There are always bumps in the beginning, for anything. This was certainly the case for film. There was much trial and error before filmmakers became comfortable using the new digital technology to their advantage. It wasn’t until the string of success with low budget features hitting it big at the box office when many production companies realized they could cut costs while retaining the same quality from film. There were, however, some who disagreed. Filmmakers like Christopher Nolan, Quentin Tarantino and Terrance Malick pushed back against switching to digital. Shooting on film can offer something for directors and cinematographers that digital do not. Either it’s a cleaner image or crisper colors, but many argue that there is a discipline that comes with film, one they prefer to have over working with digital cameras. That discipline is the care and caution that comes from using film. Making sure the exposure on the film is perfect because you only get one chance is a fantastic motivator to give each shot your best effort. That does not mean film has an advantage over digital. Many cinematographers still prefer to shoot digitally due to the security and sensibility of doing so. As long as you have a battery and a memory card you can film on a digital camera. Then it is simple to transfer your files charge your batteries and be ready for another day on set. Digital can be an effective choice and in the early 2000’s many young filmmakers made it theirs. It started with indie and horror films. The Blair Witch Project (Myrick, Sanchez, 1999) was the first digital film to break box office records when it grossed over $140 million on a budget of less than $65,000. After this, almost every horror film began to shoot on digital cameras, and many more quickly followed.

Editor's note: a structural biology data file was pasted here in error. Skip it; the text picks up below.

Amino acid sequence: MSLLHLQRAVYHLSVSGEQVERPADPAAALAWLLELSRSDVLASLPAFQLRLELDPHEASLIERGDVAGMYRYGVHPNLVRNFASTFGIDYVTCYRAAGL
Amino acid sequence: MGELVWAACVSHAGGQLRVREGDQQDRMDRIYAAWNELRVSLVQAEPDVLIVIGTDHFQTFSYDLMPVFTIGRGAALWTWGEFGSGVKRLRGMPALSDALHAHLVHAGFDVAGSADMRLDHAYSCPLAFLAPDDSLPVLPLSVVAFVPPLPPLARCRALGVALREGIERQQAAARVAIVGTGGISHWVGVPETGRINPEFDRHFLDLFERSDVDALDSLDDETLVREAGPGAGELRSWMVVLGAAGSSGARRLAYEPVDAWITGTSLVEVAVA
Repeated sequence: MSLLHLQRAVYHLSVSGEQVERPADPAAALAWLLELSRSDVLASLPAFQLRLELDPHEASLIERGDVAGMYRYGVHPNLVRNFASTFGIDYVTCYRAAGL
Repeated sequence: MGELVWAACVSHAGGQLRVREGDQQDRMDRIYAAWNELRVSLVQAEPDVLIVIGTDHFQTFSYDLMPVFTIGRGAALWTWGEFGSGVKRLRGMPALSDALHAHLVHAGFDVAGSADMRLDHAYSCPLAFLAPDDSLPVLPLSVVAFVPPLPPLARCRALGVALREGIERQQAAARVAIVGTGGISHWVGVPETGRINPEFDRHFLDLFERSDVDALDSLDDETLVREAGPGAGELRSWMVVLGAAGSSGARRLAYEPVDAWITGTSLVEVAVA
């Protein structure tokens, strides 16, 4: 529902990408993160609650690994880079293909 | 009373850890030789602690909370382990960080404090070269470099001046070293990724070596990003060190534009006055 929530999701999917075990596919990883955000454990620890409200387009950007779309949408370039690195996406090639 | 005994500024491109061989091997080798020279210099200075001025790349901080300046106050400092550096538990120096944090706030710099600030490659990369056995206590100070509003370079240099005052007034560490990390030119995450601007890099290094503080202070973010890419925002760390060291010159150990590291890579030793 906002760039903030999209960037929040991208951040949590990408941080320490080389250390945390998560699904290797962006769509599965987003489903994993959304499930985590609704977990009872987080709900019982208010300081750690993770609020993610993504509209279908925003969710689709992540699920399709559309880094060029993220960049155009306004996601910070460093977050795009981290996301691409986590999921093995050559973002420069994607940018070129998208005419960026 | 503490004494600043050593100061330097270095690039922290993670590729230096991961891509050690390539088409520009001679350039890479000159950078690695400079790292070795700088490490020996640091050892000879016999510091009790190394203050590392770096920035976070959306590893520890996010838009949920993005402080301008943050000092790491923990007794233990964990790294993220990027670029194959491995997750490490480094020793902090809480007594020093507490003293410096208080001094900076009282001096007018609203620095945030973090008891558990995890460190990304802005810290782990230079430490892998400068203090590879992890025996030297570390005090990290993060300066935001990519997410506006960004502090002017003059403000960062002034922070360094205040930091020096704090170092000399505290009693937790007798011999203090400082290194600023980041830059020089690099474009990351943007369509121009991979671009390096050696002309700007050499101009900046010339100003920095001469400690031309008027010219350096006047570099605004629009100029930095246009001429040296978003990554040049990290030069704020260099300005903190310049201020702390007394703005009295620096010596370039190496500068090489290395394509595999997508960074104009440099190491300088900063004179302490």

There is no winner or looser, one is not better than the other. At the end of the day, though, when you go to the theater to see a movie, more often than not it will be shown on a digital projector. We live in a digital age and the future holds great progress that is still to be made.